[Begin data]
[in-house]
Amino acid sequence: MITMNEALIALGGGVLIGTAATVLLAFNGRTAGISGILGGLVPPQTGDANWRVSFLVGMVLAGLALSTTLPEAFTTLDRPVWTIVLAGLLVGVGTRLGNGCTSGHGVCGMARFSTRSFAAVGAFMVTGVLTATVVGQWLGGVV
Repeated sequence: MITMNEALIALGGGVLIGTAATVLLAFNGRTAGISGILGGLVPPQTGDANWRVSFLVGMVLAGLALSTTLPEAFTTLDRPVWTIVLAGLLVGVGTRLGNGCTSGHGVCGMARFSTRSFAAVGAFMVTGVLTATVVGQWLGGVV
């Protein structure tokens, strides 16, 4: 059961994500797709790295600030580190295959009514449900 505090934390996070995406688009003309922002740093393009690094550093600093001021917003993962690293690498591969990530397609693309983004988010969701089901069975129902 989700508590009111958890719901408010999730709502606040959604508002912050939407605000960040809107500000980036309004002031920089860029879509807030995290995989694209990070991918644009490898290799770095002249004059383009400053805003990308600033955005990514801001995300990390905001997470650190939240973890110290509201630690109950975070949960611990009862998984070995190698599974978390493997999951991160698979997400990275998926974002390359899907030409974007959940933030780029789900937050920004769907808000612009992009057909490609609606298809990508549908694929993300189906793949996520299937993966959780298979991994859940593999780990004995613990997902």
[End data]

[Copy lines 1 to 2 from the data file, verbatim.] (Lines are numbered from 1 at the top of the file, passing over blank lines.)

[in-house]
Amino acid sequence: MITMNEALIALGGGVLIGTAATVLLAFNGRTAGISGILGGLVPPQTGDANWRVSFLVGMVLAGLALSTTLPEAFTTLDRPVWTIVLAGLLVGVGTRLGNGCTSGHGVCGMARFSTRSFAAVGAFMVTGVLTATVVGQWLGGVV